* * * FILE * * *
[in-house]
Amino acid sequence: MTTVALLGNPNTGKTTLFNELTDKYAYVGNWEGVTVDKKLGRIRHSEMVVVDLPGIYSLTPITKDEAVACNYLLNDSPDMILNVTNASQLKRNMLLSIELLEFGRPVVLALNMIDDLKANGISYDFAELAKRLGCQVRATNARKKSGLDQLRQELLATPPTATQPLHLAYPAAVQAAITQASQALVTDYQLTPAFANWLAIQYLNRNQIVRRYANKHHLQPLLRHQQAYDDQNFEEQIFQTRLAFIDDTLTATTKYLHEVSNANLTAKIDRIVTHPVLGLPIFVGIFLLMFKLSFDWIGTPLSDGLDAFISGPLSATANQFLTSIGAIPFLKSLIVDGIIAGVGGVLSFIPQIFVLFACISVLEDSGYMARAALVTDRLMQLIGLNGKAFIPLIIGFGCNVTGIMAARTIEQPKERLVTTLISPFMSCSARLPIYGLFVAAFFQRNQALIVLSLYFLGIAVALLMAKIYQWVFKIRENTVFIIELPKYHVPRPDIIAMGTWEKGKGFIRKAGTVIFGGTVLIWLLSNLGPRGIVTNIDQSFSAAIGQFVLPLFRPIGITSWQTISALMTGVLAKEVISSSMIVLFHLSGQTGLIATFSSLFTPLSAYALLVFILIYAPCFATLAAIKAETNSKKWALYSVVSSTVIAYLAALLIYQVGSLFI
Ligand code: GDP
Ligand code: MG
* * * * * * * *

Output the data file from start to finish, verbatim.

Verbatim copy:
[in-house]
Amino acid sequence: MTTVALLGNPNTGKTTLFNELTDKYAYVGNWEGVTVDKKLGRIRHSEMVVVDLPGIYSLTPITKDEAVACNYLLNDSPDMILNVTNASQLKRNMLLSIELLEFGRPVVLALNMIDDLKANGISYDFAELAKRLGCQVRATNARKKSGLDQLRQELLATPPTATQPLHLAYPAAVQAAITQASQALVTDYQLTPAFANWLAIQYLNRNQIVRRYANKHHLQPLLRHQQAYDDQNFEEQIFQTRLAFIDDTLTATTKYLHEVSNANLTAKIDRIVTHPVLGLPIFVGIFLLMFKLSFDWIGTPLSDGLDAFISGPLSATANQFLTSIGAIPFLKSLIVDGIIAGVGGVLSFIPQIFVLFACISVLEDSGYMARAALVTDRLMQLIGLNGKAFIPLIIGFGCNVTGIMAARTIEQPKERLVTTLISPFMSCSARLPIYGLFVAAFFQRNQALIVLSLYFLGIAVALLMAKIYQWVFKIRENTVFIIELPKYHVPRPDIIAMGTWEKGKGFIRKAGTVIFGGTVLIWLLSNLGPRGIVTNIDQSFSAAIGQFVLPLFRPIGITSWQTISALMTGVLAKEVISSSMIVLFHLSGQTGLIATFSSLFTPLSAYALLVFILIYAPCFATLAAIKAETNSKKWALYSVVSSTVIAYLAALLIYQVGSLFI
Ligand code: GDP
Ligand code: MG